Margo asked me if she could hop up onto the kitchen counter. I wasn’t really feeling well and didn’t have much patience. I told her “No“. The sandwhich press was on, cooking our lunch, right next to where she wanted to sit. There were things she could knock over, I thought she might fall, etc. But, she kept nagging me and wouldn’t tell me why she wanted to sit up there. I was too tired to argue, so I told her to go grab the stool and do it herself. She skipped away and came back with the stool and climbed up onto the counter.
I had my back turned, making lunch, in my sick-ish middle of the day can’t-wait-for-naptime daze, when all of a sudden, from behind my back, I heard a yelp and then crying. I rolled my eyes… just as I suspected, Margo had touched the sandwhich press and had burned her little finger. She cried and cried and cried for at least 2 or 3 minutes. I just stood next to her and smoothed her hair, without interrupting her crying. When she finished crying, I asked if she wanted to run it under cold water. She said, “Yes.”
I didn’t tell her that she needed to be more careful, or that she should have listened to me, or that annoying, “I told you so.” But, I’m 100% sure she learned a lesson.
“Now... What happened?” I said
“I touched the sandwhich press and burned my finger!” She said.
“Yes, it was really hot, wasn’t it?” I repied
“It was hot, but I bet that sandwhich press isn’t as hot as the sun!” She told me.
I giggled, “Let’s go get some aloe vera from the balcony.” And, for the rest of the afternoon, she played with her little blade of aloe vera and nursed her burn.
Did she get hurt? Yes. Did she get hurt badly? No.
I’m a firm believer in the power of children learning through natural consequences. I let my kids use sharp knives, the hand held grater and scissors (with proper guidance and under close supervision, of course). I let them climb and tumble and fall. I’m not foolish about things though. I use caution around roads and I put safety plugs on the electrical sockets, because those are mistakes that could cost them their lives. It’s not like I encourage them to get hurt! But, little stuff, like trips, burns, cuts, bruises… I mean… that’s just life. That’s how they learn!
I tell my kids to “be careful“, but I do my best to use the phrase sparingly. I often find myself saying it automatically, but, if possible, I like to reserve, “be careful” for times when they’re about to do something that is actually dangerous. The other day, my little two year old got too close to a busy road and when I told her in a stern voice “Ah, Goldie, be careful, come away from the road.” she came running back without a second’s hesitation because she knew I meant business. But, if it’s not a dangerous situation, I don’t like saying “be careful” for three reasons.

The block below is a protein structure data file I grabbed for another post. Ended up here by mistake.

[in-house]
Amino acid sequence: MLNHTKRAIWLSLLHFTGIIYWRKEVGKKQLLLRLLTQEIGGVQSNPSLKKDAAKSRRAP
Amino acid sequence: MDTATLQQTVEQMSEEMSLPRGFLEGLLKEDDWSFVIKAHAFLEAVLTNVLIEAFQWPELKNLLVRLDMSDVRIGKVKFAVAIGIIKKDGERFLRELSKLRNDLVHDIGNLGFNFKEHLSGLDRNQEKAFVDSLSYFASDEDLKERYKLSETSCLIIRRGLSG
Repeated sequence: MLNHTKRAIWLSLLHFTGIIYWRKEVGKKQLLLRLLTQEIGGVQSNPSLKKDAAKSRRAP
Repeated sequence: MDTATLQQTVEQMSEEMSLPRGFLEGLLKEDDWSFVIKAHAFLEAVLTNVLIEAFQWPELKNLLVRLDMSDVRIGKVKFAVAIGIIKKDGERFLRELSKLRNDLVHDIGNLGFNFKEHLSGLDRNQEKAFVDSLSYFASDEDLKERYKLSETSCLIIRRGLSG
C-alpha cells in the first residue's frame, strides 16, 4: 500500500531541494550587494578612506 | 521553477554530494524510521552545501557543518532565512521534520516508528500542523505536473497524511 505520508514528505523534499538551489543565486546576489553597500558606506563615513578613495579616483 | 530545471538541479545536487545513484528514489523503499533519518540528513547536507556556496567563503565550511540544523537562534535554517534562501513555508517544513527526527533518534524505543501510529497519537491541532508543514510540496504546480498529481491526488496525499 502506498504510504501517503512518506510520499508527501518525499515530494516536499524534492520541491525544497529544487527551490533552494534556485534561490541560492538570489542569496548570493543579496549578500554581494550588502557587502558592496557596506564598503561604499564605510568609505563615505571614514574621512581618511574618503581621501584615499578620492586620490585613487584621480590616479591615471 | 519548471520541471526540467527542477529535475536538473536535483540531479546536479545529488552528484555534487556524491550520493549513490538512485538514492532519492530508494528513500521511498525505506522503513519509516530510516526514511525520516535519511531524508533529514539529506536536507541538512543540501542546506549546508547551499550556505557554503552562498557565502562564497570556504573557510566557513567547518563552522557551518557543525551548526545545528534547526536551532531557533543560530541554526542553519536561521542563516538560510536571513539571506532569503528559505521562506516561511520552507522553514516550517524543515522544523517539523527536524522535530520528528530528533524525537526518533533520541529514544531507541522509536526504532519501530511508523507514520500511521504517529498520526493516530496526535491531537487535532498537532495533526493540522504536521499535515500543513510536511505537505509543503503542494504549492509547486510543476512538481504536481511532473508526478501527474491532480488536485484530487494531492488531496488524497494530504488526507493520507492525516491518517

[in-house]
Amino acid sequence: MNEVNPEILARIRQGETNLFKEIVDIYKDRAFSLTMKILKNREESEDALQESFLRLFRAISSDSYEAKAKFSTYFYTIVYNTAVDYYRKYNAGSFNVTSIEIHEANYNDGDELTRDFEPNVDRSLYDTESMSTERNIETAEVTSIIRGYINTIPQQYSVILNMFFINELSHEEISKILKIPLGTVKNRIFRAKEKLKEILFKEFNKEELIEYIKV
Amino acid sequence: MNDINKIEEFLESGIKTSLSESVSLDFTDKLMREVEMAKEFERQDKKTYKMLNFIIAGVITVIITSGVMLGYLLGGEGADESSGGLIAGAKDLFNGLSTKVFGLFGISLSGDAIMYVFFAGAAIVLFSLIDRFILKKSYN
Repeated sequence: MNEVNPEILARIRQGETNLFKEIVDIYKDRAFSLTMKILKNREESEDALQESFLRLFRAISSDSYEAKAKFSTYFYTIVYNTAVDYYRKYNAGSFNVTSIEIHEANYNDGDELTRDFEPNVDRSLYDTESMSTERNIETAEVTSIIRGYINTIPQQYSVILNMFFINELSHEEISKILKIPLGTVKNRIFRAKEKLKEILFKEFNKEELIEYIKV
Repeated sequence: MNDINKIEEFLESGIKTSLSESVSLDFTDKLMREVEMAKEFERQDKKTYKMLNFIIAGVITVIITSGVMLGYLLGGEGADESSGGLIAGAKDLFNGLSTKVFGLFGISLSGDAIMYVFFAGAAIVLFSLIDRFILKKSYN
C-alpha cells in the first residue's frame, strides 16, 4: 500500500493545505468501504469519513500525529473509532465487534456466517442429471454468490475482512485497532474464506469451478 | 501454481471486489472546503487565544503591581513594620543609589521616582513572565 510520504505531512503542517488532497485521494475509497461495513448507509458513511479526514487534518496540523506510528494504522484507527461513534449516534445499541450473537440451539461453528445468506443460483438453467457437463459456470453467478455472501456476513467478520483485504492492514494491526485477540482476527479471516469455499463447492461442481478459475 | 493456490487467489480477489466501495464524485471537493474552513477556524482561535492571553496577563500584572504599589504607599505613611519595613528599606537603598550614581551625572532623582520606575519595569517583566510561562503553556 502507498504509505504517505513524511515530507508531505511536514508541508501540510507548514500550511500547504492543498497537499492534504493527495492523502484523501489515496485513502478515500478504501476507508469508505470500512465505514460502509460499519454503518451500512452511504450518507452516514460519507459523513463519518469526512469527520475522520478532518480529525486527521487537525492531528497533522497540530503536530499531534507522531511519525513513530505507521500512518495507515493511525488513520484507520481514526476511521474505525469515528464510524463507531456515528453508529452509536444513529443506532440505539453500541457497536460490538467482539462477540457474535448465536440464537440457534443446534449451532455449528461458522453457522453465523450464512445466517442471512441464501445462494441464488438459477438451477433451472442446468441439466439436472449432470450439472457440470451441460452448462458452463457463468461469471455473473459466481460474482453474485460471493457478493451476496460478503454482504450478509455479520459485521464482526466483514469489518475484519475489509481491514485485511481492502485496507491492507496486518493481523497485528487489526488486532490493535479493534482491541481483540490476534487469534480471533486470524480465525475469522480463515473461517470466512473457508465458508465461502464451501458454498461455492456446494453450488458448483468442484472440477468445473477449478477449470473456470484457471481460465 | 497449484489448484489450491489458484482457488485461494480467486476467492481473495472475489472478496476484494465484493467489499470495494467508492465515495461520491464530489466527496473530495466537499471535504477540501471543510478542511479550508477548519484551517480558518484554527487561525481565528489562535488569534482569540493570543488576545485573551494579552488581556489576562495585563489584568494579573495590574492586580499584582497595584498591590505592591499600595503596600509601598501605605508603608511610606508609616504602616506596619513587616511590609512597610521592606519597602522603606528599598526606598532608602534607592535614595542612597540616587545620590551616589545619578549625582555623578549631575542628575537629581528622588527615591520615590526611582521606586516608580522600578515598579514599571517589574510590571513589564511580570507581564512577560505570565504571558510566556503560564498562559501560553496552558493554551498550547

1) It makes them stop, second guess their ability and sometimes startles them, when really they may be able to do the thing you think they can’t do (for example, climbing the stairs).
2) If I say it too often, they won’t listen for the times when I really mean it.
3) By letting them learn through natural consequences, they become more confident in their decision making ability and how to use their judgement.
I’ve heard it been said that a child is born with enough fear as there is salt in the food. In others words, they have enough fear to keep them safe, most of the time. It’s up to us parents to not give them too much fear, while at the same time, keeping them from really getting into danger. As a kid, I was always way more scared of things than I needed to be, and I don’t want to pass my scaredy pants tendencies down to my children.
What about ‘Accident Prone’ Kids?
Often, I find my kids will start doing things like climbing and jumping on the bed, simply if they haven’t had enough exercise that day. Another thing, is that when kids are in a grumpy mood and are probably in need of an emotional release, through tears, they are way WAY more accident prone. I welcome the tears that come from an accident prone day. I feel as if though the child just finds way to hurt themselves just to get those cries out. I know not everyone will agree with me on that one, but it’s what I’ve observed in my own kids as well as in others.
When I feel like saying, “Be careful” I look at the situation and think, “What is the worst thing that can happen?” If the worst possible scenario is a cut, scrape, bruise or minor burn, then I let it go. The first time I let Margo use the hand held grater, she was about 2 1/2. I showed her the correct way to use it, but she nicked her finger anyway. She cried for a second, and kept going. She really wanted to learn how to use that grater! It was hard to bite my tongue and not say, “Be careful” a million times. at the end of it, she had only endured one tiny scrape and she had grated half the zuchinni. She was pretty proud of herself!
I’m not saying it’s bad to say “Be careful” but I think it’s certainly an overused phrase by most parents. Of course, we want our children to stay safe, but maybe sometimes it’s ok to let them learn the natural way.
This is my favorite Ted Talk of all times on Five Dangerous Things You Should Let Your Children Do.
This post is not to say that you ditch common sense and let your kids trash your house. We also need to be keep our kids from getting badly hurt, but without instilling fear in them. There are other ways of bringing awareness to danger, like giving them options or discussion what could happen, etc. Also, if your child is always used to you saying ‘be careful’ and then you stop saying it cold turkey, they might not be used to using their judgement, so they could get hurt badly, it’s probably best to ease them into it.